There was an interesting post on The Scoop (Derek Willis' weblog on investigative and computer assisted reporting) yesterday that focused on a couple of characteristics of FEC data that deserve more discussion.
Derek points out that the list of Leadership PACs in our data catalog has some limitations. First, he notes that there are a couple of places where you might find the name of the office holder or federal candidate who is the "leader" of the PAC. Sometimes its in a place called "sponsor name" and sometimes its in a place called "affiliated committee name."
I think this is a symptom of a larger problem - building an electronic format for receiving information that is still tied to a paper version of the same thing. In this case, if you look at the paper version of a Statement of Organization - the source for information about Leadership PAC sponsors, it turns out that the place to put the sponsor name is the same real estate that would be used to name any affiliated committees. (Are you sorry you started reading this yet?) This seemed like a good idea for the people designing a paper form - a more efficient use of space for a form that's already pretty long - but it leads to this ambiguity and confusion when the material gets translated from paper to data. (The software we make available to committees that file electronically doesn't have this confusion, and I suspect that the commercial programs that some committees use doesn't either, but we still have some paper filers - Senate campaigns, for example. . . )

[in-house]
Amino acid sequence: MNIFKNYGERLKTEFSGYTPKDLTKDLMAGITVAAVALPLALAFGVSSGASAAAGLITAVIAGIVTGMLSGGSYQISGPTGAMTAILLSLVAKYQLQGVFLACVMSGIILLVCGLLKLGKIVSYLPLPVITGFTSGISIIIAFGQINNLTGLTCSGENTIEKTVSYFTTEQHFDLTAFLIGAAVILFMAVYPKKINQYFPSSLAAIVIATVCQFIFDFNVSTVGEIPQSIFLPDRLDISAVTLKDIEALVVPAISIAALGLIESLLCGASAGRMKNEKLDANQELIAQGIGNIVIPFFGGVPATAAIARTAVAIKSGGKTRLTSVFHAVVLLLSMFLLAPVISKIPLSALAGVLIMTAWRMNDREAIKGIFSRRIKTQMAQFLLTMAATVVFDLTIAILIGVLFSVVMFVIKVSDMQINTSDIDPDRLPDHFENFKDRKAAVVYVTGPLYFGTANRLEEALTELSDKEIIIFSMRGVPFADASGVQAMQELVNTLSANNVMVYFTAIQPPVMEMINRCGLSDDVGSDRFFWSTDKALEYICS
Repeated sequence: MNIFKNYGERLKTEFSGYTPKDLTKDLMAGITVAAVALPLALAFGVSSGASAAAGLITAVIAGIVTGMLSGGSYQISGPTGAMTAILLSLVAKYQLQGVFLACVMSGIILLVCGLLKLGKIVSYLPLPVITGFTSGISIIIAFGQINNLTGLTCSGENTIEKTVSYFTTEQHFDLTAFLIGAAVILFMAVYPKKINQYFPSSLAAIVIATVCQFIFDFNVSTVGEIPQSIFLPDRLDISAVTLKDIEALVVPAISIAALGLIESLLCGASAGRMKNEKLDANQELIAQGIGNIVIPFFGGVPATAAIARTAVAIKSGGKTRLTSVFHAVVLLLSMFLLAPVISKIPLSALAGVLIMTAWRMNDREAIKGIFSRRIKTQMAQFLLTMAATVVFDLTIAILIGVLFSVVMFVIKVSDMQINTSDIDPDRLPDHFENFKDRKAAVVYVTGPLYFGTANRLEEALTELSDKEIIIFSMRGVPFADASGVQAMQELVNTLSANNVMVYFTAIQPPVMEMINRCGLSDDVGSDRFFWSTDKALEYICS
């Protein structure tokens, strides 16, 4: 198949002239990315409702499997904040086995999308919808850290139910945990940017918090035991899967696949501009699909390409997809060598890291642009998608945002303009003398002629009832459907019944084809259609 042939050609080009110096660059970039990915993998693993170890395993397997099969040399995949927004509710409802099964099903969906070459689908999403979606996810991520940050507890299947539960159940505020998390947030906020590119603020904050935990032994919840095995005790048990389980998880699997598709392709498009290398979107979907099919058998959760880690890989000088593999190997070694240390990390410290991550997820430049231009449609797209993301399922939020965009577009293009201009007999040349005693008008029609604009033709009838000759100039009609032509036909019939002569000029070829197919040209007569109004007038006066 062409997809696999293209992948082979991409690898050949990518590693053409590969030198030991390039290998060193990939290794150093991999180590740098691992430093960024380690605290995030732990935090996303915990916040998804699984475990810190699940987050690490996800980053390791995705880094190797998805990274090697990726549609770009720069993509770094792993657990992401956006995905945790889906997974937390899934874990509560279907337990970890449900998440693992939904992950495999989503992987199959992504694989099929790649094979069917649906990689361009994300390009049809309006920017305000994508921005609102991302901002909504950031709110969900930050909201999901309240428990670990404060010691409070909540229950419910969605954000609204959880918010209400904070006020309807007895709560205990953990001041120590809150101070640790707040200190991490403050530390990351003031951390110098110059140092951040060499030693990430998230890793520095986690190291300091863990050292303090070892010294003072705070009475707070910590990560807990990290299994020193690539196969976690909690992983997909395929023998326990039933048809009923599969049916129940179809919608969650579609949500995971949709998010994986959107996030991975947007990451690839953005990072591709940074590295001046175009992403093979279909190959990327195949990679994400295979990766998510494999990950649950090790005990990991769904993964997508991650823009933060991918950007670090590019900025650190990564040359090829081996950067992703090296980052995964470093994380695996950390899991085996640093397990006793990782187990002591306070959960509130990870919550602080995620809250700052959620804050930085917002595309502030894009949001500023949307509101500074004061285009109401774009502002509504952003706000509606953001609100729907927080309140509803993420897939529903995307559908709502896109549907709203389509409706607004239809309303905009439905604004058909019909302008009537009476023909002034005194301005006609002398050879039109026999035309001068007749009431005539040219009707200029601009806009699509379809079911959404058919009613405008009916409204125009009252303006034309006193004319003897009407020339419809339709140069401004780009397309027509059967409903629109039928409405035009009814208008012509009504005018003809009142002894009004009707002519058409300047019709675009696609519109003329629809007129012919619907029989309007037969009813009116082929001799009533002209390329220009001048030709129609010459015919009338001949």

This is something we need to work on - revisiting how we ask for and receive raw material - and your ideas are welcome.
Derek's second point relates to unique identifiers for people and organizations that are the building blocks of our data. When the scheme for creating ID numbers for candidates was created in the mid 1970's it was thought to be important to include as much information in the visual presentation of the ID as possible, so things like the office sought, state and district number were included to save some space and help people understand the ID's. This leads to problems, though, when circumstances change over time. For us, it meant that when a person decided to run for a second federal office (House members running for the Senate, for example) that person got a new ID. This is fine for some purposes - tracking financial activity related to a specific election - but a problem for other purposes - the campaign history of a single individual.
I think we can fix this by adding a second and unique identifier to each person who has run for federal office while also maintaining the system we've used throughout the years. Derek points to one that already exists - developed by Congress itself - and we need to find out if we can use the same one and extend it for individuals who didn't win their races.